May 2010

L.A. Metro conducts safety crackdown on Blue Line

by METRO Staff

Courtesy Juan Ocampo

As part of an intensive safety campaign focusing on reducing accidents along the 22-mile Los Angeles County Metropolitan Transportation Authority (Metro) Blue Line, dozens of Los Angeles Sheriff's Department and Los Angeles Police Department motorcycle officers issued 295 citations and impounded 34 vehicles in an operation to enforce traffic laws along the streets of downtown Los Angeles.

The safety efforts, which took place on March 24, focused on enforcing traffic laws; catching jaywalkers; and citing drivers for running red lights, making illegal left turns, and using cell phones or texting while driving between 7th/Metro Center and Washington stations.

The safety crackdown was conducted in response to the fact that the rate of pedestrian accidents has remained stagnant, even while there has been a steady decline in train versus vehicle accidents on the Metro Blue Line.

The Blue Line was singled out for the safety campaign because the other Metro light rail lines — the Green Line and the Gold Line — have not had any fatalities due to accidents, according to Metro officials.

"The Blue Line was the first one we opened and doesn't have all the safety measures that the Gold line has. So, we tried to come out with campaigns and engineering that will improve the safety of the line," said Jose Ubaldo, senior communications officer.

Metro's program of "Education, Engineering and Enforcement" targets illegal left turns and running red lights as the primary causes of train-vehicle accidents with the Metro Blue Line. With pedestrians, the top causes of accidents in the gated segment of the Metro Blue Line alignment are illegally crossing the tracks against active warning signs, including flashing lights, bells and lowered gate arms indicating approaching trains.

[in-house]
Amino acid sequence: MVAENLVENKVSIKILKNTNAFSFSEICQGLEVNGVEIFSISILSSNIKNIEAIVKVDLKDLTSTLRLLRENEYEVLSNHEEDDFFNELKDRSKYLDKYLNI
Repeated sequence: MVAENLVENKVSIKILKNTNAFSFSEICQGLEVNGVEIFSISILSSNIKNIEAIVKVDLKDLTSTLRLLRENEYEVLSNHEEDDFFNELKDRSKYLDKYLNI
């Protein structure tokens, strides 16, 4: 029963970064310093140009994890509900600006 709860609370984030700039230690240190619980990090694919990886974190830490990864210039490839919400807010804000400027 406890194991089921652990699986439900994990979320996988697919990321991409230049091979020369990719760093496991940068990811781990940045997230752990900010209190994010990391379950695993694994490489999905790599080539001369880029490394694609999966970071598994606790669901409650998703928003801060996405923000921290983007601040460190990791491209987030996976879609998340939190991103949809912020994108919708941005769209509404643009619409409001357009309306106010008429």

Ubaldo said that this was the second in a series of safety campaigns. The first took place at Washington Boulevard and Los Angeles Street in downtown Los Angeles in February, and the third, planned for May, will take place in Long Beach.

"We are finding out that all the efforts [are] working on the motorist side, but [with] pedestrians, we're trying to find out how to keep [accidents] down," Ubaldo said.

Metro published a four-part series of posts on its blog, The Source (, to update the public on the campaign. In the series, author Steve Hymon said that "Of the three light rail lines that Metro operates, [the Blue Line] is the most heavily ridden and is one of the busier light rail lines in the United States."

Since the Blue Line opened in 1990, 26 motorists have been killed in collisions with Blue Line trains and 51 pedestrians have also been struck and killed by trains. Altogether, there have been 99 fatalities involving the Blue Line, according to the blog.

Metro has made several safety improvements to the Blue Line since it opened, including the installation of four-quadrant crossing gates at six intersections; reducing the height of fencing along the tracks so that train operators have a better view of cross-traffic; installing a "cyclops" light on trains to improve their visibility and adding pedestrian gates at several crossings; and installing LED "TRAIN" signs to deter motorists from making illegal left turns in front of the train and running red lights.

Despite these efforts, pedestrian deaths and suicides on the Blue Line have not declined in the past decade. In one of Metro's blog posts, Hymon wrote that there were 33 pedestrian deaths from 1990 through 1999 and 39 from 2000 through 2009.

In attempts to reduce pedestrian accidents, Metro contracts with the Los Angeles Sheriff's Department for five officers to patrol the Blue Line corridor and run periodic sweeps of the line with additional officers, and is looking into whether there is space on sidewalks to accommodate pedestrian swing gates at 27 more locations.

Metro will also put two "Rail Safety Ambassadors" on the Blue Line for the next few months.

The agency also offers safety education videos for children to community groups and schools.

Still, Ubaldo said the all these efforts require the cooperation of the public to be effective. "They are the ones who make the decision on safety. There is so much we can do with technology, engineering, law enforcement, but...we need [people] to pay attention."


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